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Enemy Confidential: Seahawks Readying For Alvin Kamara, Stingy Saints Defense

Previously known for their prolific passing attacks orchestrated by Drew Brees, the Saints have continued to win games through different methods in 2021, leaning on their elite dual-threat running back and one of the NFL's best defenses.

For most of his 15 seasons as coach of the Saints, Sean Payton has helped coordinate one of the NFL's premier offenses with superstar quarterback Drew Brees at the controls. During that span, his teams have finished in the top five in scoring nine times and the top five in passing offense a whopping 11 times.

With Brees now officially retired and former No. 1 overall pick Jameis Winston stepping in as his successor, many expected New Orleans' offense to take a significant step back this season. But while the passing game hasn't been a strength as it was for more than a decade and the team ranks 31st in passing yardage, Payton's squad has found a different blueprint for putting points on the board and winning football games.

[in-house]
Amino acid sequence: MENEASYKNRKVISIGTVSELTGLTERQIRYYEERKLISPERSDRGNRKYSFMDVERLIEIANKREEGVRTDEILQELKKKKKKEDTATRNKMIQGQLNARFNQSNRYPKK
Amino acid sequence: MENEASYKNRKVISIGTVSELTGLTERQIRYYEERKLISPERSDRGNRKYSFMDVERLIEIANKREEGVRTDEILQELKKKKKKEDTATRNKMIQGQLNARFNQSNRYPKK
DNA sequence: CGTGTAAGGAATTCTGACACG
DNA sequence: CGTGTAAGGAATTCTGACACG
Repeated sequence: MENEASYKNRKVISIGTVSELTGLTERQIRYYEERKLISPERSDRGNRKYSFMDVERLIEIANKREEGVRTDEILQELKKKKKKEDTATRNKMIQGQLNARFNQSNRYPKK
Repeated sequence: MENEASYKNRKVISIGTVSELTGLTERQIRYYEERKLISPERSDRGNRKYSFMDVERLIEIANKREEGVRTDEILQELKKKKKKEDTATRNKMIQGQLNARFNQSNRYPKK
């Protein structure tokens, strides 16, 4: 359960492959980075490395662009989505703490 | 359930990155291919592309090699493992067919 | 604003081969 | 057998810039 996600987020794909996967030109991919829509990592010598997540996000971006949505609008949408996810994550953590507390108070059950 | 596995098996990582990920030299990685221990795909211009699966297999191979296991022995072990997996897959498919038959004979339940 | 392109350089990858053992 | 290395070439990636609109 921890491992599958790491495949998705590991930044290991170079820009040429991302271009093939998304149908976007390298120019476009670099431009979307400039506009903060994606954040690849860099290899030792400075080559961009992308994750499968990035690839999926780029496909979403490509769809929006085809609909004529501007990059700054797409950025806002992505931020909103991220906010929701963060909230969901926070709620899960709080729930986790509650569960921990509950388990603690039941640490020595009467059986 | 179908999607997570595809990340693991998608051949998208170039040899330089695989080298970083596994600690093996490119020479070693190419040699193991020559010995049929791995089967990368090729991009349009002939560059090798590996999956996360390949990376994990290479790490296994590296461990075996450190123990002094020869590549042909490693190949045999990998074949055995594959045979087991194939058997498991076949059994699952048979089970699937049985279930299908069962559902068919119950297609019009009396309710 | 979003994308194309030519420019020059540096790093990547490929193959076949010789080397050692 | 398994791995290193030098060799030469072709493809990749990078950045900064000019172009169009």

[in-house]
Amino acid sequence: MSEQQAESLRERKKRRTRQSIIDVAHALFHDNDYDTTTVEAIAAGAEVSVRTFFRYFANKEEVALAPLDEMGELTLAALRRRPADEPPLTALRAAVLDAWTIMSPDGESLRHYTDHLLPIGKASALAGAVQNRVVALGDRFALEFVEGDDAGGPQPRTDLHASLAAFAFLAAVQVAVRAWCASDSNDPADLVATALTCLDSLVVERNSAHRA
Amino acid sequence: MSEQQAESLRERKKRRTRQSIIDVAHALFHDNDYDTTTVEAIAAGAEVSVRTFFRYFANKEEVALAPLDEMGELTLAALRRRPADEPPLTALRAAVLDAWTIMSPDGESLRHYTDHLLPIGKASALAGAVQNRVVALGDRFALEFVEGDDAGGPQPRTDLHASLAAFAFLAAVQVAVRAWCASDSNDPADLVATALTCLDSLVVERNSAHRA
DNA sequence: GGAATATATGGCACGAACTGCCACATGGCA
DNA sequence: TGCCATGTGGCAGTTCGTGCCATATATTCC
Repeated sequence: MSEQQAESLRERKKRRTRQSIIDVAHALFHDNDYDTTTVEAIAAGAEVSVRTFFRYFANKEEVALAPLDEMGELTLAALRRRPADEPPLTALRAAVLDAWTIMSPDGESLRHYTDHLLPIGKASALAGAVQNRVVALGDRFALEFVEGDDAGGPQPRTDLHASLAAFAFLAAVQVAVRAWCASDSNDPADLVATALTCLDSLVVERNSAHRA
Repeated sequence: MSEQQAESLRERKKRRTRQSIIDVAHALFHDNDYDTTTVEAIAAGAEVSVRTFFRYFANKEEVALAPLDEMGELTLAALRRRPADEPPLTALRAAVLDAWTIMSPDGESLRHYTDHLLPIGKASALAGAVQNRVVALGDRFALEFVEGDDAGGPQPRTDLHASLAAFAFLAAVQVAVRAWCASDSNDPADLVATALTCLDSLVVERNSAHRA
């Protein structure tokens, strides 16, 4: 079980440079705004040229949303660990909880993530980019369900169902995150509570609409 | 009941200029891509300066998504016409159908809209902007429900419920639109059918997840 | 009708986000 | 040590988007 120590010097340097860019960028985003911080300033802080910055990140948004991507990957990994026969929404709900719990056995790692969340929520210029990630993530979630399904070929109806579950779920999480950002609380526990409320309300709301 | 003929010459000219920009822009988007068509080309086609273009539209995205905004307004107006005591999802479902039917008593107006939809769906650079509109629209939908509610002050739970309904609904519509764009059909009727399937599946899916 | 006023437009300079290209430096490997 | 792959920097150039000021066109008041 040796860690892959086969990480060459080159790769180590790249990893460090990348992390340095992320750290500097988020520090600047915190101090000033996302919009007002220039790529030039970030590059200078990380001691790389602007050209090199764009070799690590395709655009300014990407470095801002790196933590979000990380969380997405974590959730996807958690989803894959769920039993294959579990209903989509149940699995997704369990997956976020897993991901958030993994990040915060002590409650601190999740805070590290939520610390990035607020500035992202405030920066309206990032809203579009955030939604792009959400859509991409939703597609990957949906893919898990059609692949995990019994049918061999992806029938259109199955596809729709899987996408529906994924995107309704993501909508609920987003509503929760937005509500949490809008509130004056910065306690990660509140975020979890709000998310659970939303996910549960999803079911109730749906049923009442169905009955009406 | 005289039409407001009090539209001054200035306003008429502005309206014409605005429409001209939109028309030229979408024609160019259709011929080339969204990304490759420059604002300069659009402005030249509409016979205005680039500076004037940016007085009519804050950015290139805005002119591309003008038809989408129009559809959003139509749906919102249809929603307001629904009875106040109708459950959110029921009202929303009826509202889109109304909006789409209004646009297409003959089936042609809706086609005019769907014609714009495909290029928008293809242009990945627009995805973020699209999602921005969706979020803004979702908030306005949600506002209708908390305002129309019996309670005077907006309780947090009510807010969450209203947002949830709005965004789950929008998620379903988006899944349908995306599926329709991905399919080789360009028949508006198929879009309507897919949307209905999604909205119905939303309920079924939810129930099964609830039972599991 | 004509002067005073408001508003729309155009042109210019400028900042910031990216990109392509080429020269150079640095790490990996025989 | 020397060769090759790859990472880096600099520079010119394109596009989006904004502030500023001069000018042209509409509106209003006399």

Entering Monday's prime time road contest against the Seahawks, the Saints currently rank a respectable 10th in the NFL in points with Winston efficiently throwing 12 touchdown passes compared to just three interceptions and running back Alvin Kamara producing 481 yards of total offense and four touchdowns. Even with star receiver Michael Thomas still on the PUP list, a cast of receivers headlined by Marquez Calloway and Deonte Harris has helped keep the aerial attack humming.